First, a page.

Mark My Words – January: Winter Camping, Leaks, Storage & Operational Issues

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January 19, 2017

RV in the snow

Mark NemethHi, Folks! I hope you had a nice holiday! I’ve got a mixed bag of questions this month, covering things like leaks, condensation, stability, and noise. Be sure to send your RVing questions to [email protected].

Hi Mark,
We have an Eagle Cap truck camper with a slide. When on the Oregon Coast this fall we had a lot of hard driving rain. The forward and back of the slide leaked water into the camper. I believe it was running along the bottom rails. We cannot pull it in while inside since there is not enough room to walk past it. Do you have any suggestions on how to seal it? Cathy

Hi Cathy,
It can be a problem to find and fix leaks in slides. The first step is to try and trace the leak to its source. Visually locating the point where the leak starts usually results in discovering the leak point, but not always. Be aware that the leak could be coming in through a crack or gap in the slide itself, or a poorly sealed window. Water tends to travel once it enters the RV’s structure, so you need to examine the entire slide very carefully for any place that water could be getting in. Sometimes the crack or opening will be very subtle and hard to find. It is also possible that the water is actually entering somewhere else and is running into the slide area from some other part of the roof or sidewall. If your camper is an older unit, it can be worthwhile to have all the rubber slide seals replaced, as the rubber deteriorates over time, gets stiff, and doesn’t seal as well. Sometimes, adding a slide topper awning will help, since it keeps the water off the top of the slide.

What is the best way to stop shaking inside the 5th wheel while you are inside, walking, etc.? Which is better – a nose support (tripod) or a slide support? Thanks, Randy

Hi Randy
I really liked my tripod, it made a huge difference in my 5th wheel’s stability. Slide jacks don’t do much to prevent motion, really. I’d go with a tripod. Another item that helps are anti-rock chocks. They fit between the wheels of the trailer and expand to prevent them from moving. Here’s an example: These chocks stop the forward/aft motion, and the tripod stabilizes the side-to-side axis. It won’t feel like a house built on a slab, but it will be significantly better.

Hi this is Reuben
My question is how do I quit my class a motor coach down. I have a 2014 Thor Hurricane 33’. The road noise is so loud; it makes long drives wearing on everybody on the drive. Thanks,

Hi Reuben
Class-A gas motorhomes with the engine up front do tend to be a lot noisier in operation than the pusher engine rigs. The noise comes from two sources: engine noise and road noise. Actually a third factor enters the equation, and that’s wind noise, but there’s little we can do to reduce that, so let’s concentrate on the first two. To reduce engine noise, it is possible to add sound deadening materials between the engine and the passenger compartment. These materials are designed for automotive use, and can be applied to the inside of the engine cover, and under the floorboards up front. You can alternately install sound deadening mats under the carpet. Make sure you are using materials designed for high heat applications, and secure them well, as there is a lot of wind under there. This can make a real difference! I installed sound control mats and insulation in my Class-C and it made a noticeable difference. Sound control materials can be found at most auto parts stores. The second noise source is road noise, and tires play a big part in that. More aggressive tread patterns tend to be noisier. Selecting a commercial over-the-road tire with a highway tread can reduce the noise. Since your coach is fairly new, you might also contact Thor and ask them if they have any suggestions. If that model coach tends to be noisy, they may already have come up with some solutions for other customers… it’s worth a try anyway!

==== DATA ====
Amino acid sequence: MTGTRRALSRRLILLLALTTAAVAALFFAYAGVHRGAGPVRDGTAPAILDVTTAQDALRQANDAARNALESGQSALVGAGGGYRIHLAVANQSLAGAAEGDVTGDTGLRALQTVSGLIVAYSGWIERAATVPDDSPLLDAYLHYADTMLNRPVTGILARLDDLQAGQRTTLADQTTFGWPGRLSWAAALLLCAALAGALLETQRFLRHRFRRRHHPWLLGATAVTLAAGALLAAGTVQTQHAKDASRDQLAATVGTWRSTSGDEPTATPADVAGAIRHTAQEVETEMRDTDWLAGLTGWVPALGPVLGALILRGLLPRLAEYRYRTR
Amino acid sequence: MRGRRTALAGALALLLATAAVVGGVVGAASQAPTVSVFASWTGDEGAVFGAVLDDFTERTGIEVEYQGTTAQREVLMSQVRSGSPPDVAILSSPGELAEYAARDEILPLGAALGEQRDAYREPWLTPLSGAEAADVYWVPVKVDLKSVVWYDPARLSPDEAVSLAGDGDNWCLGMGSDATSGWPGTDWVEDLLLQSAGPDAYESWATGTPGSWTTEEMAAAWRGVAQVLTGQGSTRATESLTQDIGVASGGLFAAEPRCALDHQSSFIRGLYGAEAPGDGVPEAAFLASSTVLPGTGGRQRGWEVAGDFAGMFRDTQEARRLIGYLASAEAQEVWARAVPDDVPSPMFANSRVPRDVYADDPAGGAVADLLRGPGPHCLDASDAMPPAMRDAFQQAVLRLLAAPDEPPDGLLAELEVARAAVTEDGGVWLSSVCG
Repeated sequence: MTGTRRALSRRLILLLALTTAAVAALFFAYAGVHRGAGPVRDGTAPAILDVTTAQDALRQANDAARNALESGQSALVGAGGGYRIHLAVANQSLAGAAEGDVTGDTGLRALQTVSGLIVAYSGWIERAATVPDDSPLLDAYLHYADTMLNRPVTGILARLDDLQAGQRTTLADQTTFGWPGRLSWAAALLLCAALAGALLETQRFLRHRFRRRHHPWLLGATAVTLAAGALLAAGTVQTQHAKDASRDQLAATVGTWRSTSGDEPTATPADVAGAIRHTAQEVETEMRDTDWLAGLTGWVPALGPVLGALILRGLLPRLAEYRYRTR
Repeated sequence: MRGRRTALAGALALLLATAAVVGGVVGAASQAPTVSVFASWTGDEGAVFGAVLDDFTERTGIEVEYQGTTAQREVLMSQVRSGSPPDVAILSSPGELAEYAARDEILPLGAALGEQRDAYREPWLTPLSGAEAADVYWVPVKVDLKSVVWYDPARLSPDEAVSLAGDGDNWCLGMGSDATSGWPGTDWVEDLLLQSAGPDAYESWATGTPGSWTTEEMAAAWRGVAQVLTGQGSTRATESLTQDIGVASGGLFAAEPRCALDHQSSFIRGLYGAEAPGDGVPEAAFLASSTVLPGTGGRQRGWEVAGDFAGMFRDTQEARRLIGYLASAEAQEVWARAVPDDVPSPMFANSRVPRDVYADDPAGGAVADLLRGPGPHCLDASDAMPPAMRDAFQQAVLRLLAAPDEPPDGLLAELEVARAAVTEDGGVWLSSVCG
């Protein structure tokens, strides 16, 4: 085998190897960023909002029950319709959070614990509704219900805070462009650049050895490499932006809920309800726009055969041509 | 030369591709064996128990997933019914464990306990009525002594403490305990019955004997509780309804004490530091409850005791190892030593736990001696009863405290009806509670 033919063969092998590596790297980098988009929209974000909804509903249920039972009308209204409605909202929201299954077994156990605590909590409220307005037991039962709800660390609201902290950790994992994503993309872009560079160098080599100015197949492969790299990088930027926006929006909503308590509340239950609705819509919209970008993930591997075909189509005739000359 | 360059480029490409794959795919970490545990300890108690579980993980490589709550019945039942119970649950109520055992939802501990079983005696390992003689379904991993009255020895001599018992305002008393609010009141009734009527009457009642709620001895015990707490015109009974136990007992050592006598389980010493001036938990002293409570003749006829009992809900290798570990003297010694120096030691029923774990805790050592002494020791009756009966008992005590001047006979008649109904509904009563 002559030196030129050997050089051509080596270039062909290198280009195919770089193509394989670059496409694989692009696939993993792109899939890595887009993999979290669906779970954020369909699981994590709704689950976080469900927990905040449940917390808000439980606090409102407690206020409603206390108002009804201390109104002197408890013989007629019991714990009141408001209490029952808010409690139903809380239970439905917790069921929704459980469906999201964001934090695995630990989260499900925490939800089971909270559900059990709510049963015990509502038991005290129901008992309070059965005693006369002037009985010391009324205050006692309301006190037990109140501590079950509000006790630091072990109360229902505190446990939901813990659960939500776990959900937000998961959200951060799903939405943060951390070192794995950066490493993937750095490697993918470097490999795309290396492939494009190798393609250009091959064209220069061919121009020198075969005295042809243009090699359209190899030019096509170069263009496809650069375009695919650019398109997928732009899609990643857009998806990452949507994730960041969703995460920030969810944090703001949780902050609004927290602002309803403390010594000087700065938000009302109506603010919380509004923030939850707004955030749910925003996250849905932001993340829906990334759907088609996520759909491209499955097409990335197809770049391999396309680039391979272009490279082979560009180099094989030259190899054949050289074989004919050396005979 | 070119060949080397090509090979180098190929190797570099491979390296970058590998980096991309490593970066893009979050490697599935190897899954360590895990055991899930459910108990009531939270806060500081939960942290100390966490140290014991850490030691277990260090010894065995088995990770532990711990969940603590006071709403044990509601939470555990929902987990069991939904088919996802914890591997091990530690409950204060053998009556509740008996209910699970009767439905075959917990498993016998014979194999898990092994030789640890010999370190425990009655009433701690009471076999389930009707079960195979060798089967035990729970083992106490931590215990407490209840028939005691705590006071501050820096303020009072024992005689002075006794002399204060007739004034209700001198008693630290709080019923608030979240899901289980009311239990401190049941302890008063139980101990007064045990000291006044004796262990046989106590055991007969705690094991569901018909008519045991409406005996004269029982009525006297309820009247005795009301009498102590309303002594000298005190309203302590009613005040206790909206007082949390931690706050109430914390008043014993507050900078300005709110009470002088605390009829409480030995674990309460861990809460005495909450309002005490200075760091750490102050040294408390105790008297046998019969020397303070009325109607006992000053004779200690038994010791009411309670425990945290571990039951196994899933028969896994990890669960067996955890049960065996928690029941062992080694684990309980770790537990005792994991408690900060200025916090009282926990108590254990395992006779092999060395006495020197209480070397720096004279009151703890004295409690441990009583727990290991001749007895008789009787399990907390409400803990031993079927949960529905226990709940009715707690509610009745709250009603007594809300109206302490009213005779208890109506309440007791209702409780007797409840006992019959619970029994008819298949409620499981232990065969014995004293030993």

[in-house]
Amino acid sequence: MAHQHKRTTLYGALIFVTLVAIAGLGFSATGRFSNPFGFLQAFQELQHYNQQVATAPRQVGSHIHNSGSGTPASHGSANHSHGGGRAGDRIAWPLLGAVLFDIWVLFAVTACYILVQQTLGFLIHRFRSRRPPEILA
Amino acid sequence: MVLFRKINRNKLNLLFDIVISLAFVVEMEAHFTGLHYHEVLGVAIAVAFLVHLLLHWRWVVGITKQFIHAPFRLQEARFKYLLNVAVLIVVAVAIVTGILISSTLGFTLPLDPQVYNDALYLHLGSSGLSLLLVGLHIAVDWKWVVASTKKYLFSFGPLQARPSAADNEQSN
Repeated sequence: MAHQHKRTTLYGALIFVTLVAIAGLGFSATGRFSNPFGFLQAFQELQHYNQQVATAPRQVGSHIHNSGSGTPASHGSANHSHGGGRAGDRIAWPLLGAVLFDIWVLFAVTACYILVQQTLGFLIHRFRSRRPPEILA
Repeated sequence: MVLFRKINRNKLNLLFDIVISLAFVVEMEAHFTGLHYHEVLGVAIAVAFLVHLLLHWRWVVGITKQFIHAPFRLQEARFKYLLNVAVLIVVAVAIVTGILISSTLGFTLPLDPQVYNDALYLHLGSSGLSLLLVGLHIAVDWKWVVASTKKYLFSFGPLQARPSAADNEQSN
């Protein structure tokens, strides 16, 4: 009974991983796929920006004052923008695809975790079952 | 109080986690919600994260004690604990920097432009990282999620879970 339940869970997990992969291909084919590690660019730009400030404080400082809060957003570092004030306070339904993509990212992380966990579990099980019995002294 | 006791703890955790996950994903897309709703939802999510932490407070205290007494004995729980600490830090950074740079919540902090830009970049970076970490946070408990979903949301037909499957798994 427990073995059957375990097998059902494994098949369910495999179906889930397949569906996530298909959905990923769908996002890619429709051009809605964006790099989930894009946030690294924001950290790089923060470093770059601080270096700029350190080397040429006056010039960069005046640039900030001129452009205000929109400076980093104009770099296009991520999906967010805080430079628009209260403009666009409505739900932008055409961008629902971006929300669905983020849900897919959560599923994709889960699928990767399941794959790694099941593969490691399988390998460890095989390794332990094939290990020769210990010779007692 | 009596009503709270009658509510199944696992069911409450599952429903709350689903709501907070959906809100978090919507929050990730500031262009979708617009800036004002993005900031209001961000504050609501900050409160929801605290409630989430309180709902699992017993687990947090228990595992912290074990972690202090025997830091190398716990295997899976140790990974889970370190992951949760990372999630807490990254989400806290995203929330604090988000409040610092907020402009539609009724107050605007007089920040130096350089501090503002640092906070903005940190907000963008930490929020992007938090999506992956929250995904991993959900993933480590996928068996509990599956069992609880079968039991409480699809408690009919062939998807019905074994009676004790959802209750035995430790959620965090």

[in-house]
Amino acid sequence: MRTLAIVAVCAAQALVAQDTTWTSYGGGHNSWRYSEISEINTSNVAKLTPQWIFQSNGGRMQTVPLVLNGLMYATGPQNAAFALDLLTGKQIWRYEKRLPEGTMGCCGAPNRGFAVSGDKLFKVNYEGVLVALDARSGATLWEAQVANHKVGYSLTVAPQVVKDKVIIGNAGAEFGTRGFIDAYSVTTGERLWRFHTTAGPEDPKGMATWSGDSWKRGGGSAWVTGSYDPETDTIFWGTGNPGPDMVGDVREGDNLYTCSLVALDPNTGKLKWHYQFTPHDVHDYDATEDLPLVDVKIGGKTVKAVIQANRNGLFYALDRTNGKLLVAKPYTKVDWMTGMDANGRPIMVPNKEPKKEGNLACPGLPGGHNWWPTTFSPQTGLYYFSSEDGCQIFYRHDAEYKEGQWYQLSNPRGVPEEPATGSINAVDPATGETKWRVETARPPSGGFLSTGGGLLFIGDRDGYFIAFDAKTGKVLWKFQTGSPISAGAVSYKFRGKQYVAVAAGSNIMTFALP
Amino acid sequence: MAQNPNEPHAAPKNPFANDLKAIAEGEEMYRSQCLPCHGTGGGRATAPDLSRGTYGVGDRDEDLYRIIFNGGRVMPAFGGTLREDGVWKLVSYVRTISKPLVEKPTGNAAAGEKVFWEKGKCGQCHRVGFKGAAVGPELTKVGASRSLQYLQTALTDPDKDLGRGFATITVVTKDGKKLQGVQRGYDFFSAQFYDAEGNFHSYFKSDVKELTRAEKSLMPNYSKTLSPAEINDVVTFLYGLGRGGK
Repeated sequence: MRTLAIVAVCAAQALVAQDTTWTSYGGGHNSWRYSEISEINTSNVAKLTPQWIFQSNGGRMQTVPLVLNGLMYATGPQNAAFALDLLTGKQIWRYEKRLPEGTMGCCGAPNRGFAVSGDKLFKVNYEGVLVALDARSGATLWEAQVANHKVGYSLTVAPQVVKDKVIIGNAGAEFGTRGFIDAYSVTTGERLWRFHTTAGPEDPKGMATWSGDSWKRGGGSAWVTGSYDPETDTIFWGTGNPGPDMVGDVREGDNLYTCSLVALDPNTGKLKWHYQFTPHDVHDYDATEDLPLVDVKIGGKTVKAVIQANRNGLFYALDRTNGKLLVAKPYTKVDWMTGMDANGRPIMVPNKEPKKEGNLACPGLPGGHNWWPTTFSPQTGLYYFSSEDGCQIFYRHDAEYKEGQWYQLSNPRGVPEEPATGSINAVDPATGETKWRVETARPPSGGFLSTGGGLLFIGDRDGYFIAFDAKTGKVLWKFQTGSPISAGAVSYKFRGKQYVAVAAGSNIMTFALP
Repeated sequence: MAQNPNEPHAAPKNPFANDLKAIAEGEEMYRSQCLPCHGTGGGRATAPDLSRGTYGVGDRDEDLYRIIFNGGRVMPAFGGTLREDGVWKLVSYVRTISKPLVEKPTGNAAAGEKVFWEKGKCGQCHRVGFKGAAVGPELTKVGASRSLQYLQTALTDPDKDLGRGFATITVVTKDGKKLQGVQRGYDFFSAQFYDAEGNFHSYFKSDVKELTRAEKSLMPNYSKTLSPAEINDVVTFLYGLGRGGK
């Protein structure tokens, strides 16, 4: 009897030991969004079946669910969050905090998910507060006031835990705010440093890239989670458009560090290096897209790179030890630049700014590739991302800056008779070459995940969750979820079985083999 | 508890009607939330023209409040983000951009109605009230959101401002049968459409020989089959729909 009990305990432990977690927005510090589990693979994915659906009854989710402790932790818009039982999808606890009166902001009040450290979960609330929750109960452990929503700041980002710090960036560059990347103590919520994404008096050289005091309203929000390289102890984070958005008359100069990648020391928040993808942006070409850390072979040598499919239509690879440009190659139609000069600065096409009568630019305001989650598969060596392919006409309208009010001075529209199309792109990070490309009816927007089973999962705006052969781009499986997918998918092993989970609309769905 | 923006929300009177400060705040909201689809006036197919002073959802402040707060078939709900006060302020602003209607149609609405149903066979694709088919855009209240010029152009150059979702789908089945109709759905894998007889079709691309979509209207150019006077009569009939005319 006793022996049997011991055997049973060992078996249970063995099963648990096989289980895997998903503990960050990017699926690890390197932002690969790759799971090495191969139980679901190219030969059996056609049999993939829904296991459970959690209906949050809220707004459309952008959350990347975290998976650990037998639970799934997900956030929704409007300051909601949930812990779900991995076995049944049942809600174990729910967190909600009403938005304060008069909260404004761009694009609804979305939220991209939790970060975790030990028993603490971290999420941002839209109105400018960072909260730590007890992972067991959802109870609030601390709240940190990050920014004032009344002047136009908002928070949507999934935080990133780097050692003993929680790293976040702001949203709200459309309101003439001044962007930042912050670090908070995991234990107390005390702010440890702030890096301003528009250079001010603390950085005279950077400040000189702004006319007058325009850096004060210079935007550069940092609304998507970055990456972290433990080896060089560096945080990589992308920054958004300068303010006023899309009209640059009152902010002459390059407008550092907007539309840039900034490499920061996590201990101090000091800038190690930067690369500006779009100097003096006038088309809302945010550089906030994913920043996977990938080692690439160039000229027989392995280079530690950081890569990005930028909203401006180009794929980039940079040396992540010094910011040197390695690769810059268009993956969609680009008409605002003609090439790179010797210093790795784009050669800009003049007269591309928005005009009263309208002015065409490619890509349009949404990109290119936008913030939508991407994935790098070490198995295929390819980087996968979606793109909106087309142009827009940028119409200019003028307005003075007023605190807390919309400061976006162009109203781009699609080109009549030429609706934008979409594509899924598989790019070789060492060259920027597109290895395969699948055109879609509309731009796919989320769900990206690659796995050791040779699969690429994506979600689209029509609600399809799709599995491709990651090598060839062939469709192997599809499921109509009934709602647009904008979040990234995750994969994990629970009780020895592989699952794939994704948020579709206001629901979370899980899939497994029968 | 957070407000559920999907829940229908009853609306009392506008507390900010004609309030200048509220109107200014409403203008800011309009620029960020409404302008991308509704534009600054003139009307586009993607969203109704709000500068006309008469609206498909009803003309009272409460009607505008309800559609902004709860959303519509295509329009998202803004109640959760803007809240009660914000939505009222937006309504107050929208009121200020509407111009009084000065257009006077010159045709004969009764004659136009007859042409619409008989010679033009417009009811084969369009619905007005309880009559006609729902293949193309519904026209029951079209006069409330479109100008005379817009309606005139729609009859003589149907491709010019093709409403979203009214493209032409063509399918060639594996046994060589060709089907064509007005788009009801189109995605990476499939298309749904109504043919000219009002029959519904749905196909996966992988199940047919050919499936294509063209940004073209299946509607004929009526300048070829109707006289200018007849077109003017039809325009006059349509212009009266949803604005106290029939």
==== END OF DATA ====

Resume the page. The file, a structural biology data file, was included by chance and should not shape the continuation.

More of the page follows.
Our pop up Roanoke has a bit of moisture and condensation inside. It happened this Nov/Oct while camping. Do you know what would take care of this? We did have a small space heater as well when it was cold in the night. Thx. John

Hi John
Camping in colder weather can be a challenge, especially in a pop-up, which has very little insulation. The “walls” cool down and any moisture in the air inside begins to condense on them. This happens on almost all types of RVs. The moisture comes from cooking, bathing, and even your breath! About all you can do is provide additional ventilation when cooking or bathing to help carry the extra moisture outside. How you heat your RV also plays a role: most folks don’t realize that unvented propane heaters, like Mr. Buddy heaters, or catalytic heaters, produce a huge amount of water vapor as they operate. You didn’t say what kind of space heater you were using, but if it was an unvented heater, that could be the source of most of the moisture. These heaters are fine to use for supplemental heating when it’s just chilly out, but it’s really hard to heat the whole rig with them in seriously cold weather because of all the condensation they produce. Most folks carry one or more small 120V electric heaters and use them whenever they have electric hookups. These heaters don’t add any moisture to the air.

Hi Mark,
In a previous column, Sid asked:

“Mark, I have a fifth wheel and my question is…When traveling down the road does the power from my truck keep the battery charged supplying power to the fridge? “

We have a couple of “blue ice” packs that we keep in the freezer, and when we hit the road we put them in the fridge. We also have a small battery-powered fan in there. These keep things cool while we’re moving, which we try to keep to < 300 miles a day. John


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